Ana-Catalina Sabie, Katharina Brunnmayr, Kristina Weinberger, Renée Singer, Rafael Vrecar, Katta Spiel
Austria began its lockdown on March 10, 2020. Just three days later, the government issued stay-at-home orders, quarantined entire villages, restricted non-emergency medical procedures, and closed all but essential shops, as well as retirement homes, schools, and day-care facilities. University classes had started the week before, so lecturers and students had one session before everyone's life was turned upside down. I teach the class Critical Theory of Media and Informatics and noticed the students were struggling. Well-meaning advice for considering their situation was available online, but I had seen very few accounts from students themselves. So I asked.
Even though there was a two-week break planned for the middle of April, the students asked to meet at our regular time. Not all of them came, but those who did appreciated just sitting together, though apart, and discussing whatever was on their mind. I suggested they might want to write down their experiences and share them to create community with other students and allow lecturers to better understand students' perspectives. The following is an account of their experiences. As Austrian master's students, they are aware of the many privileges they have: healthcare is generally available to most, if not all; Austria, despite being the source of several Covid-19 clusters in Europe, is itself not very affected; and study costs are generally low, though about 60 percent of students work alongside their studies . Additionally, their perspective is limited to a computer science curriculum, including some design and humanities-related courses. Hence, they cannot report on issues like lab availability or the lack of technical aptitude that some students might experience. Nonetheless, they are finding this time difficult to navigate. Given their accounts, we invite instructors to consider and potentially extrapolate how their own students might feel. Because the students are not alright... and we should not expect them to be.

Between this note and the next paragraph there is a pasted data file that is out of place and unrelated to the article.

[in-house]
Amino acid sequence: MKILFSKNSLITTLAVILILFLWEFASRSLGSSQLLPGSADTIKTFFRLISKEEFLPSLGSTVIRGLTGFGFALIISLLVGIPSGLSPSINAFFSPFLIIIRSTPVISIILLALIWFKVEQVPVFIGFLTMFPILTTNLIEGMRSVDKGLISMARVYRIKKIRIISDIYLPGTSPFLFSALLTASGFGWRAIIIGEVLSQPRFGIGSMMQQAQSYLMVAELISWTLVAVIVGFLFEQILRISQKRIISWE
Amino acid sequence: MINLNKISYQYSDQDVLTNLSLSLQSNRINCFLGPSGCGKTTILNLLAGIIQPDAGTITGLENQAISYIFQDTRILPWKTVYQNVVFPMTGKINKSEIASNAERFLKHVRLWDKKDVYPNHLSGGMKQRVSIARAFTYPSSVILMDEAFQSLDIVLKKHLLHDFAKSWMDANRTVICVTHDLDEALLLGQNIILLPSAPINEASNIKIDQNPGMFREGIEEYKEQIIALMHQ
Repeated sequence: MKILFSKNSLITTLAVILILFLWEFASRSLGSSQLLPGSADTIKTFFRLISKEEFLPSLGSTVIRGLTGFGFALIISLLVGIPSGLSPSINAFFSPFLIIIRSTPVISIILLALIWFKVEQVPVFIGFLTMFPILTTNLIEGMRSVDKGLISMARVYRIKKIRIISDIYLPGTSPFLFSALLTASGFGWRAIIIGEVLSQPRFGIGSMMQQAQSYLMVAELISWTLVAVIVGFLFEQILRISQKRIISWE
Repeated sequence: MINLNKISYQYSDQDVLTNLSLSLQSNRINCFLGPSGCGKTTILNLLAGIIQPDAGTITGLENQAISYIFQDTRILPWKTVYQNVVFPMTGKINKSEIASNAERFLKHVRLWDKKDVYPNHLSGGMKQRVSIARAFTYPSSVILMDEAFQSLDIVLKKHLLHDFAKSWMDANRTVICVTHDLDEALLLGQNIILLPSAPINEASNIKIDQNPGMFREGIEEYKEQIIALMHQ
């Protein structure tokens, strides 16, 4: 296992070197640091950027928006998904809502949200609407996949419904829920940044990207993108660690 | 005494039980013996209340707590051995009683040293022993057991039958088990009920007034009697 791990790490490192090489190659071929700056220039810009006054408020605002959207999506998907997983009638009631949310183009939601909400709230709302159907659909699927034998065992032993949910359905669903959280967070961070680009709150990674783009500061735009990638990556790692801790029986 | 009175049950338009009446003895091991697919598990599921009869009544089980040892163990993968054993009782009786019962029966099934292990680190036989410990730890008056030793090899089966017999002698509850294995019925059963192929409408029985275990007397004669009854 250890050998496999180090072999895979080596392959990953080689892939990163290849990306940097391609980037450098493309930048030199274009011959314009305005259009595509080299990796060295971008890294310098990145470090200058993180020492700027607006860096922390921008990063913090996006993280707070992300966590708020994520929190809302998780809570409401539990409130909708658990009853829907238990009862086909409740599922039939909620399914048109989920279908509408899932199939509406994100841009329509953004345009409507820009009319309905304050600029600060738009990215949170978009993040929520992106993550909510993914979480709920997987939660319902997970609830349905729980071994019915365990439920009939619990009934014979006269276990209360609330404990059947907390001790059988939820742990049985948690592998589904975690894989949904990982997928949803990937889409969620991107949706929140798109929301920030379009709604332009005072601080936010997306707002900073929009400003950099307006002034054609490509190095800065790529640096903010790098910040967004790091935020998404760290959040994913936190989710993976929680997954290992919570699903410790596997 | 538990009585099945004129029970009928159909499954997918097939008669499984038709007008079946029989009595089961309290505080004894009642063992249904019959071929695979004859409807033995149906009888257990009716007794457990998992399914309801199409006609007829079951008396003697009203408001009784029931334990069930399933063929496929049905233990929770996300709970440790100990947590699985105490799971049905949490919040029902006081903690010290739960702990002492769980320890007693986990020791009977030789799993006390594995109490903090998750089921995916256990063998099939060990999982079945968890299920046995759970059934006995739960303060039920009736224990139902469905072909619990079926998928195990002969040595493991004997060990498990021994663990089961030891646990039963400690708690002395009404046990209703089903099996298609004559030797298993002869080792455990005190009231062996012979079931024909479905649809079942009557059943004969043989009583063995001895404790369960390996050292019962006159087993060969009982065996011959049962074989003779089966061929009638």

— Katta Spiel
We are five students in a master's degree program in media and human-centered computing at TU Wien in Austria. As students of computer science, many of us came to remote learning from a very privileged position. All of us are used to working on laptops, and students as well as lecturers have above-average technology skills and could be expected to move their courses online in a timely manner. Despite this advantageous starting position, we still encounter infrastructure-related problems regularly.